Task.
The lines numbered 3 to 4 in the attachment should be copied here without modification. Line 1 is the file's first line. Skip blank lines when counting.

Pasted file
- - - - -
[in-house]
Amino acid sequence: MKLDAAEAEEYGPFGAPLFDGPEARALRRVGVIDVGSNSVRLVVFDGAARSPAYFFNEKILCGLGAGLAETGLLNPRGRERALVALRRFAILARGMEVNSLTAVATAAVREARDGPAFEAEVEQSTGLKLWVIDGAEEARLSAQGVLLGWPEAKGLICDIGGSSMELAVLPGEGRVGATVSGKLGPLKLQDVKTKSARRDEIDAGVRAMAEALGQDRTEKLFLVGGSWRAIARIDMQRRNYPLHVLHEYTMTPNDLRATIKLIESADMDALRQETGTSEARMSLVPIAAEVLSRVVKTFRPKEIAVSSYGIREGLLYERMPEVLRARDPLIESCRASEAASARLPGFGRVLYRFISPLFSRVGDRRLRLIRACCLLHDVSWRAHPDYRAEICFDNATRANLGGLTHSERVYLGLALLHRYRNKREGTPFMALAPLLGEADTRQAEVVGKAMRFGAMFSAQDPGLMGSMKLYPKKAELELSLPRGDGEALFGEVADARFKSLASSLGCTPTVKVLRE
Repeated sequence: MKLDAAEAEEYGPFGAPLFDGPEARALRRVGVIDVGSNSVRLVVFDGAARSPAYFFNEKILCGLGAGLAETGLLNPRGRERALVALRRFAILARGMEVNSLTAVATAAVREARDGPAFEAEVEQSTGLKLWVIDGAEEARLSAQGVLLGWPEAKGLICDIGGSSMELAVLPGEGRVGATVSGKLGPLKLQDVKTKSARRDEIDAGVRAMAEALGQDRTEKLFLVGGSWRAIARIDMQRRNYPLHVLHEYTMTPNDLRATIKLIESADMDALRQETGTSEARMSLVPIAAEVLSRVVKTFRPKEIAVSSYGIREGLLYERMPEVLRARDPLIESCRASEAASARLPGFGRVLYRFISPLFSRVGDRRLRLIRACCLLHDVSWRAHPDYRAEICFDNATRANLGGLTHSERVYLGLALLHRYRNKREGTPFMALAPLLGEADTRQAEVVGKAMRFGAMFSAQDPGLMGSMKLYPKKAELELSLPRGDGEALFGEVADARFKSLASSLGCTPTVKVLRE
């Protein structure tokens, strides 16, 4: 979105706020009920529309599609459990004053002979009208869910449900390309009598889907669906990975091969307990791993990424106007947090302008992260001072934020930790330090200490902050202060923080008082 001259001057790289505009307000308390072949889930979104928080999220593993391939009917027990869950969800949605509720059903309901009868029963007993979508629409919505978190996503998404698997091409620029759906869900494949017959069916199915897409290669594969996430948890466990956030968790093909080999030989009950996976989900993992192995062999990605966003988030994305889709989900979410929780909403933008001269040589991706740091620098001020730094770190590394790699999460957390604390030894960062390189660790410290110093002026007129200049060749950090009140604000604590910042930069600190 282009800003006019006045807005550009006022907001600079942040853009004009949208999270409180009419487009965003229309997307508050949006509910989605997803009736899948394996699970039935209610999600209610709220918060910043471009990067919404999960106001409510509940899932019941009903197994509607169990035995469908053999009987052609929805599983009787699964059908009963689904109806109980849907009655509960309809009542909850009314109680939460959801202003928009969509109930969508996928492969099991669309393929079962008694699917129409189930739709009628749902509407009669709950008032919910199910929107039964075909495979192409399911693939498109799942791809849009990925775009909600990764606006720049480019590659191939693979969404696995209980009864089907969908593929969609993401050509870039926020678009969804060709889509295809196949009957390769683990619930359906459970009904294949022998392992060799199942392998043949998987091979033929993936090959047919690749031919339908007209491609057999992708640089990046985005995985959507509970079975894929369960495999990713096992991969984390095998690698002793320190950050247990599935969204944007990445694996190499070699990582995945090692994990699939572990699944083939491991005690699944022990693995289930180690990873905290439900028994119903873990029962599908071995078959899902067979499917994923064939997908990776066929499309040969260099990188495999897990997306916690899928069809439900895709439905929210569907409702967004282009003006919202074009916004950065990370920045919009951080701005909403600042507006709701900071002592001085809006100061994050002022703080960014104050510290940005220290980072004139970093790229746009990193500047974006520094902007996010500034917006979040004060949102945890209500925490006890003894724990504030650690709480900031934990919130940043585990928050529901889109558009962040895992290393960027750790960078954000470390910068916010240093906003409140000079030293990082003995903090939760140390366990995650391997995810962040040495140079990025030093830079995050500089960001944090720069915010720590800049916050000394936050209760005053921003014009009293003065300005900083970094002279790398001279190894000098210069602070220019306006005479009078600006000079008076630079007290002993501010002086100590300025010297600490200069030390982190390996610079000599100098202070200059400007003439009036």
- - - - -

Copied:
Repeated sequence: MKLDAAEAEEYGPFGAPLFDGPEARALRRVGVIDVGSNSVRLVVFDGAARSPAYFFNEKILCGLGAGLAETGLLNPRGRERALVALRRFAILARGMEVNSLTAVATAAVREARDGPAFEAEVEQSTGLKLWVIDGAEEARLSAQGVLLGWPEAKGLICDIGGSSMELAVLPGEGRVGATVSGKLGPLKLQDVKTKSARRDEIDAGVRAMAEALGQDRTEKLFLVGGSWRAIARIDMQRRNYPLHVLHEYTMTPNDLRATIKLIESADMDALRQETGTSEARMSLVPIAAEVLSRVVKTFRPKEIAVSSYGIREGLLYERMPEVLRARDPLIESCRASEAASARLPGFGRVLYRFISPLFSRVGDRRLRLIRACCLLHDVSWRAHPDYRAEICFDNATRANLGGLTHSERVYLGLALLHRYRNKREGTPFMALAPLLGEADTRQAEVVGKAMRFGAMFSAQDPGLMGSMKLYPKKAELELSLPRGDGEALFGEVADARFKSLASSLGCTPTVKVLRE
């Protein structure tokens, strides 16, 4: 979105706020009920529309599609459990004053002979009208869910449900390309009598889907669906990975091969307990791993990424106007947090302008992260001072934020930790330090200490902050202060923080008082 001259001057790289505009307000308390072949889930979104928080999220593993391939009917027990869950969800949605509720059903309901009868029963007993979508629409919505978190996503998404698997091409620029759906869900494949017959069916199915897409290669594969996430948890466990956030968790093909080999030989009950996976989900993992192995062999990605966003988030994305889709989900979410929780909403933008001269040589991706740091620098001020730094770190590394790699999460957390604390030894960062390189660790410290110093002026007129200049060749950090009140604000604590910042930069600190 282009800003006019006045807005550009006022907001600079942040853009004009949208999270409180009419487009965003229309997307508050949006509910989605997803009736899948394996699970039935209610999600209610709220918060910043471009990067919404999960106001409510509940899932019941009903197994509607169990035995469908053999009987052609929805599983009787699964059908009963689904109806109980849907009655509960309809009542909850009314109680939460959801202003928009969509109930969508996928492969099991669309393929079962008694699917129409189930739709009628749902509407009669709950008032919910199910929107039964075909495979192409399911693939498109799942791809849009990925775009909600990764606006720049480019590659191939693979969404696995209980009864089907969908593929969609993401050509870039926020678009969804060709889509295809196949009957390769683990619930359906459970009904294949022998392992060799199942392998043949998987091979033929993936090959047919690749031919339908007209491609057999992708640089990046985005995985959507509970079975894929369960495999990713096992991969984390095998690698002793320190950050247990599935969204944007990445694996190499070699990582995945090692994990699939572990699944083939491991005690699944022990693995289930180690990873905290439900028994119903873990029962599908071995078959899902067979499917994923064939997908990776066929499309040969260099990188495999897990997306916690899928069809439900895709439905929210569907409702967004282009003006919202074009916004950065990370920045919009951080701005909403600042507006709701900071002592001085809006100061994050002022703080960014104050510290940005220290980072004139970093790229746009990193500047974006520094902007996010500034917006979040004060949102945890209500925490006890003894724990504030650690709480900031934990919130940043585990928050529901889109558009962040895992290393960027750790960078954000470390910068916010240093906003409140000079030293990082003995903090939760140390366990995650391997995810962040040495140079990025030093830079995050500089960001944090720069915010720590800049916050000394936050209760005053921003014009009293003065300005900083970094002279790398001279190894000098210069602070220019306006005479009078600006000079008076630079007290002993501010002086100590300025010297600490200069030390982190390996610079000599100098202070200059400007003439009036």